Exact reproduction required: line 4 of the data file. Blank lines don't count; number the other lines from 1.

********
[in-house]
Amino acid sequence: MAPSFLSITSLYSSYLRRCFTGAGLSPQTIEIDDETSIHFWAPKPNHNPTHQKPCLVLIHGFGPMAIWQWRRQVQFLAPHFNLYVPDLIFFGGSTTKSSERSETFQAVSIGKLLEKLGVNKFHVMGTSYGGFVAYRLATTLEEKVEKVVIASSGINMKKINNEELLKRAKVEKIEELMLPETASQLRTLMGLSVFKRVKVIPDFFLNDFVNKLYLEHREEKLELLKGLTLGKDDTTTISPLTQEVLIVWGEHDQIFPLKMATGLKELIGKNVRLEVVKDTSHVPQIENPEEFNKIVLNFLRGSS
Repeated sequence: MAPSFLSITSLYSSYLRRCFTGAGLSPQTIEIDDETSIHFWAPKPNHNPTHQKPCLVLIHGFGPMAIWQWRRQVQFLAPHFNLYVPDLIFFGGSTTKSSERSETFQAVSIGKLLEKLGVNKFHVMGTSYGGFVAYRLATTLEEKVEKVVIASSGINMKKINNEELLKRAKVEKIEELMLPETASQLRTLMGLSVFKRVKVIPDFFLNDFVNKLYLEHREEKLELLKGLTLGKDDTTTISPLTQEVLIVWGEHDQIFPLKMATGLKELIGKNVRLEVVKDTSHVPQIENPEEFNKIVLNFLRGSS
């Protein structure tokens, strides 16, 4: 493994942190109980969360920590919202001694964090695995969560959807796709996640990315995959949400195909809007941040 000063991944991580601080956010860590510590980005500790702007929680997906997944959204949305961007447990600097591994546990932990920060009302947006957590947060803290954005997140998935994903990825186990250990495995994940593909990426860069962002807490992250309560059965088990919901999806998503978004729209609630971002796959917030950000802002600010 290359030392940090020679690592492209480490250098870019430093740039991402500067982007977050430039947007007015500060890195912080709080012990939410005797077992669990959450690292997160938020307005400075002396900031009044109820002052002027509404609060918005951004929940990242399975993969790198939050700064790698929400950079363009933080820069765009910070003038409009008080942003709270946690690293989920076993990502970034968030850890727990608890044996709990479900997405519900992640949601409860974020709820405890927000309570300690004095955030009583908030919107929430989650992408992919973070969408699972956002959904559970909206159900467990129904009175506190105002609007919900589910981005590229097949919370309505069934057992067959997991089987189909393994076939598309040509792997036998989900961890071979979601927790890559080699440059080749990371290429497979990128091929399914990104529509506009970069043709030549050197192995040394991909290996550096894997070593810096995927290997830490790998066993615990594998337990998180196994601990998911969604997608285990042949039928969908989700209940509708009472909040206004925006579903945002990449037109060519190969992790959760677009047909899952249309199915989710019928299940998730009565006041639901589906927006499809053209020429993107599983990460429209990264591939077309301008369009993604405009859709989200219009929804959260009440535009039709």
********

């Protein structure tokens, strides 16, 4: 493994942190109980969360920590919202001694964090695995969560959807796709996640990315995959949400195909809007941040 000063991944991580601080956010860590510590980005500790702007929680997906997944959204949305961007447990600097591994546990932990920060009302947006957590947060803290954005997140998935994903990825186990250990495995994940593909990426860069962002807490992250309560059965088990919901999806998503978004729209609630971002796959917030950000802002600010 290359030392940090020679690592492209480490250098870019430093740039991402500067982007977050430039947007007015500060890195912080709080012990939410005797077992669990959450690292997160938020307005400075002396900031009044109820002052002027509404609060918005951004929940990242399975993969790198939050700064790698929400950079363009933080820069765009910070003038409009008080942003709270946690690293989920076993990502970034968030850890727990608890044996709990479900997405519900992640949601409860974020709820405890927000309570300690004095955030009583908030919107929430989650992408992919973070969408699972956002959904559970909206159900467990129904009175506190105002609007919900589910981005590229097949919370309505069934057992067959997991089987189909393994076939598309040509792997036998989900961890071979979601927790890559080699440059080749990371290429497979990128091929399914990104529509506009970069043709030549050197192995040394991909290996550096894997070593810096995927290997830490790998066993615990594998337990998180196994601990998911969604997608285990042949039928969908989700209940509708009472909040206004925006579903945002990449037109060519190969992790959760677009047909899952249309199915989710019928299940998730009565006041639901589906927006499809053209020429993107599983990460429209990264591939077309301008369009993604405009859709989200219009929804959260009440535009039709």